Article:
Her endorsement list includes seven organizations: three anti-choice groups, the gun lobby, a Christian family organization, the anti-gay Citizens for Community Values, and a newsletter affiliated with CCV.

O�Brien did not return Chronicle survey forms in either the primary or the general election.

Ohio Supreme Court

The Ohio Supreme Court will decide what the constitutional amendment banning same-sex marriages also means. The first test of the amendment--its impact on the domestic violence law--will be heard by the high court in December. The court, with the two justices to be elected next month, is expected to hear two or three more cases on the amendment during their term.

The first race is between incumbent Justice Terrence O�Donnell and Appeals Court Judge William M. O�Neill. Both returned the Chronicle�s survey.

Republican O�Donnell was initially appointed to fill an unexpired term, and his campaigns have had open lines of communication with the Chronicle since 2004.

In the context of anticipated LGBT cases over the amendment, O�Donnell�s judicial philosophy raises some red flags.

First, unlike nearly every other candidate who has replied to a Chronicle survey, O�Donnell answered the question of whether or not he includes LGBT people among his family and friends: �I exclude no one,� which raises the possibility of �don�t ask, don�t tell� relationships.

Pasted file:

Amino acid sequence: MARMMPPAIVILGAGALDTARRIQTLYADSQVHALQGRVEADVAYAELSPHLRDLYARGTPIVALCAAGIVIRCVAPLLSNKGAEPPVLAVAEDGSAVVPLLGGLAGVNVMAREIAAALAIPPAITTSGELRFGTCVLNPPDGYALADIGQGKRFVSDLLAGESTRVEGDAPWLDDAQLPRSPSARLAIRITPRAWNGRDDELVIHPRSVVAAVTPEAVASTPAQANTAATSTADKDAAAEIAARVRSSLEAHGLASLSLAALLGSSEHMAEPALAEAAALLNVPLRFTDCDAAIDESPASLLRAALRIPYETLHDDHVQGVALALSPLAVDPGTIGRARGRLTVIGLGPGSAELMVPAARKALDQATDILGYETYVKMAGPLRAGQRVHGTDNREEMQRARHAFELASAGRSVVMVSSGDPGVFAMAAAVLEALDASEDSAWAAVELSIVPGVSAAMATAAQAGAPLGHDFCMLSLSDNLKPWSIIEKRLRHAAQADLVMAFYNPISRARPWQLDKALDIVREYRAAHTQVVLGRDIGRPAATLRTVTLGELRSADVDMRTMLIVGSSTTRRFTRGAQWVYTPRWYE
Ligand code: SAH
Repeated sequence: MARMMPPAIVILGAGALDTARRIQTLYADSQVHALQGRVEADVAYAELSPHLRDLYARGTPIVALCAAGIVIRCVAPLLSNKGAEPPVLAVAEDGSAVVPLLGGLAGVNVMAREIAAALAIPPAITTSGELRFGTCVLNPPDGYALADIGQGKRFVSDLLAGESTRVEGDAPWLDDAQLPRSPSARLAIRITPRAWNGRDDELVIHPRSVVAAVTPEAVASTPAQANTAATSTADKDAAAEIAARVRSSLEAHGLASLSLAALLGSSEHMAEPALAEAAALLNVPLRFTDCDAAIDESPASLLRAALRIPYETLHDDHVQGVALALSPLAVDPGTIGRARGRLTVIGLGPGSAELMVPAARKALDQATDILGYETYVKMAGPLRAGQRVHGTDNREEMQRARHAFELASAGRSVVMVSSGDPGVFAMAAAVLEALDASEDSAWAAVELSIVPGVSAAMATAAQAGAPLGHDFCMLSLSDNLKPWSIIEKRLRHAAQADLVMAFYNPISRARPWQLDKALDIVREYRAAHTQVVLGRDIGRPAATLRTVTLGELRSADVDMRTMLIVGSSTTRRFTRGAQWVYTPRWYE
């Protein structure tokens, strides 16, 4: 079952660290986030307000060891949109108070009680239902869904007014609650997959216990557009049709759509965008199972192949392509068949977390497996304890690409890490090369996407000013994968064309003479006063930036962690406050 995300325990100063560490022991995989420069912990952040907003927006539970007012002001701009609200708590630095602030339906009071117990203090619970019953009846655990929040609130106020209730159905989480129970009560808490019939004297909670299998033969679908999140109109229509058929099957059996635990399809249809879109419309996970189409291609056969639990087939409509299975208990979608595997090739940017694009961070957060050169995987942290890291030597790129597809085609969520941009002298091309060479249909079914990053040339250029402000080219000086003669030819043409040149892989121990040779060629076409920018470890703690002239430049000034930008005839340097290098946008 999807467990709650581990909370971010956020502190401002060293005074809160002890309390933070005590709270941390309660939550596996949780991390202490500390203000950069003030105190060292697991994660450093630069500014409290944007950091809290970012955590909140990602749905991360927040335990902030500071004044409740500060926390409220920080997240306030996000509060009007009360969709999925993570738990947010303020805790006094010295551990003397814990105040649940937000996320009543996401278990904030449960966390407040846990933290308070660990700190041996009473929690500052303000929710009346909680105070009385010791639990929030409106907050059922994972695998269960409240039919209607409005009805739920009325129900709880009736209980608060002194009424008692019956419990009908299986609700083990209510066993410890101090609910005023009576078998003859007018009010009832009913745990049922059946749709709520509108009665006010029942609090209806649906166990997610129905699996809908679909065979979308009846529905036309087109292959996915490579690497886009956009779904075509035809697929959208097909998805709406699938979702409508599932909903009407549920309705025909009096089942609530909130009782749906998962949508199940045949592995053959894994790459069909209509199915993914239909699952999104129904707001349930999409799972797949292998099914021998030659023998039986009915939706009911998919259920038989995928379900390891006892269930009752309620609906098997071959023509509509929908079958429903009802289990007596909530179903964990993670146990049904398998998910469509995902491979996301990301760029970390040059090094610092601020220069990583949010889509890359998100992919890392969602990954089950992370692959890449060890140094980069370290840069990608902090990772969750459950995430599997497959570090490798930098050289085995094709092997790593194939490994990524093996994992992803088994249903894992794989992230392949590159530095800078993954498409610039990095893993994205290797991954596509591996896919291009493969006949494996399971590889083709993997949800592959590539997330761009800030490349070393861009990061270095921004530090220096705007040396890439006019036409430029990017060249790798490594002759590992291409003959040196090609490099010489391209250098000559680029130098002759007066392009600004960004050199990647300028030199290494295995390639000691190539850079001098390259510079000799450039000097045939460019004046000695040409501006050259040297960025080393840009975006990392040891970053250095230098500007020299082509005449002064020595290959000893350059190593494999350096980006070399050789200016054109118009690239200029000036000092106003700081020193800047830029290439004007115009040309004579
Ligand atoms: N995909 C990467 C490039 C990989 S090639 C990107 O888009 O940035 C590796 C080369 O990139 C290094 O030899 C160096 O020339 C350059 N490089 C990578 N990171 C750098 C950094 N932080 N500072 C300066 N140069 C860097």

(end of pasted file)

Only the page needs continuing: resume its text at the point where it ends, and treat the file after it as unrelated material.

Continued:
O�Donnell is also the only candidate to dodge the question asking how he voted on the Issue 1 marriage ban in the 2004 election. �My oath requires me to enforce this provision of the Ohio Constitution,� he wrote.

But the big concern is his belief that the Constitution is to be interpreted according to the �intent of the framers.�

The framers gave no consideration to LGBT issues, and such interpretations tend to limit LGBT equality, at all levels of the judiciary.

In contrast, Democrat O�Neill has LGBT family and friends, and the community has clearly been part of his world view for a significant amount of time.